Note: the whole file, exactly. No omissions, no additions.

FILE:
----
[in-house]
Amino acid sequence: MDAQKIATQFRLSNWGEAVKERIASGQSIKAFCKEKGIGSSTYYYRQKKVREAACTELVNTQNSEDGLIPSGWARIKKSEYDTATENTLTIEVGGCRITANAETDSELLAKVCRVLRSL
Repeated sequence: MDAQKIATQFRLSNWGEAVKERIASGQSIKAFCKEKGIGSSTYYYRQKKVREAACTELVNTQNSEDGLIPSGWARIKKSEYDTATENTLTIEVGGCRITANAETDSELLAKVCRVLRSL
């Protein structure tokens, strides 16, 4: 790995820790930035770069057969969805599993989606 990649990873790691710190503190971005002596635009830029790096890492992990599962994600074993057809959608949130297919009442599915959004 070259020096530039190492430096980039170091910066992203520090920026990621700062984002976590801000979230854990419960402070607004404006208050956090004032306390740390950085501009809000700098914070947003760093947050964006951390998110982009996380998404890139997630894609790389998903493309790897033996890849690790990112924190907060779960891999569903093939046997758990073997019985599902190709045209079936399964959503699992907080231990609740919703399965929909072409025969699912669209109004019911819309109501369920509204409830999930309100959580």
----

[in-house]
Amino acid sequence: MDAQKIATQFRLSNWGEAVKERIASGQSIKAFCKEKGIGSSTYYYRQKKVREAACTELVNTQNSEDGLIPSGWARIKKSEYDTATENTLTIEVGGCRITANAETDSELLAKVCRVLRSL
Repeated sequence: MDAQKIATQFRLSNWGEAVKERIASGQSIKAFCKEKGIGSSTYYYRQKKVREAACTELVNTQNSEDGLIPSGWARIKKSEYDTATENTLTIEVGGCRITANAETDSELLAKVCRVLRSL
């Protein structure tokens, strides 16, 4: 790995820790930035770069057969969805599993989606 990649990873790691710190503190971005002596635009830029790096890492992990599962994600074993057809959608949130297919009442599915959004 070259020096530039190492430096980039170091910066992203520090920026990621700062984002976590801000979230854990419960402070607004404006208050956090004032306390740390950085501009809000700098914070947003760093947050964006951390998110982009996380998404890139997630894609790389998903493309790897033996890849690790990112924190907060779960891999569903093939046997758990073997019985599902190709045209079936399964959503699992907080231990609740919703399965929909072409025969699912669209109004019911819309109501369920509204409830999930309100959580």